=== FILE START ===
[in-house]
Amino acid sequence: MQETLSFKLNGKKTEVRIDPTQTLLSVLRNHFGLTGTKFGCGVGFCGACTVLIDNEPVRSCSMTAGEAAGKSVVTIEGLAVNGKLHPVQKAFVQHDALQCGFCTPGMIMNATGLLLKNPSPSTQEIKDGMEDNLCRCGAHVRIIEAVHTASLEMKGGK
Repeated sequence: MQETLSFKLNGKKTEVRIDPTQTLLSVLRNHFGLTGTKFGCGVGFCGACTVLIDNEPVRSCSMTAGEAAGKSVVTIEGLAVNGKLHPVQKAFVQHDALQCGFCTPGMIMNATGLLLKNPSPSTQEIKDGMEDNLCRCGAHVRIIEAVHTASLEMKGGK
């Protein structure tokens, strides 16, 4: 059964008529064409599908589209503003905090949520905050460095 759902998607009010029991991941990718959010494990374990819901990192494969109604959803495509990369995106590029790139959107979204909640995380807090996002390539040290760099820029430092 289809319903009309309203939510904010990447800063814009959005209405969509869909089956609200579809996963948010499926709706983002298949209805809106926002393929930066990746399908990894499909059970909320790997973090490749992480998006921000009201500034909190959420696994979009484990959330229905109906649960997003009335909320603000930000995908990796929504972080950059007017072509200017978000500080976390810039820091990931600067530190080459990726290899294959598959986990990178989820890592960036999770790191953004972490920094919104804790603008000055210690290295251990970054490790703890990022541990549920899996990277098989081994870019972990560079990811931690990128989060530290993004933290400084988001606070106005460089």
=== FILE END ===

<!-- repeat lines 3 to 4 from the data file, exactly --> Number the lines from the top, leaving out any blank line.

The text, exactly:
Repeated sequence: MQETLSFKLNGKKTEVRIDPTQTLLSVLRNHFGLTGTKFGCGVGFCGACTVLIDNEPVRSCSMTAGEAAGKSVVTIEGLAVNGKLHPVQKAFVQHDALQCGFCTPGMIMNATGLLLKNPSPSTQEIKDGMEDNLCRCGAHVRIIEAVHTASLEMKGGK
């Protein structure tokens, strides 16, 4: 059964008529064409599908589209503003905090949520905050460095 759902998607009010029991991941990718959010494990374990819901990192494969109604959803495509990369995106590029790139959107979204909640995380807090996002390539040290760099820029430092 289809319903009309309203939510904010990447800063814009959005209405969509869909089956609200579809996963948010499926709706983002298949209805809106926002393929930066990746399908990894499909059970909320790997973090490749992480998006921000009201500034909190959420696994979009484990959330229905109906649960997003009335909320603000930000995908990796929504972080950059007017072509200017978000500080976390810039820091990931600067530190080459990726290899294959598959986990990178989820890592960036999770790191953004972490920094919104804790603008000055210690290295251990970054490790703890990022541990549920899996990277098989081994870019972990560079990811931690990128989060530290993004933290400084988001606070106005460089």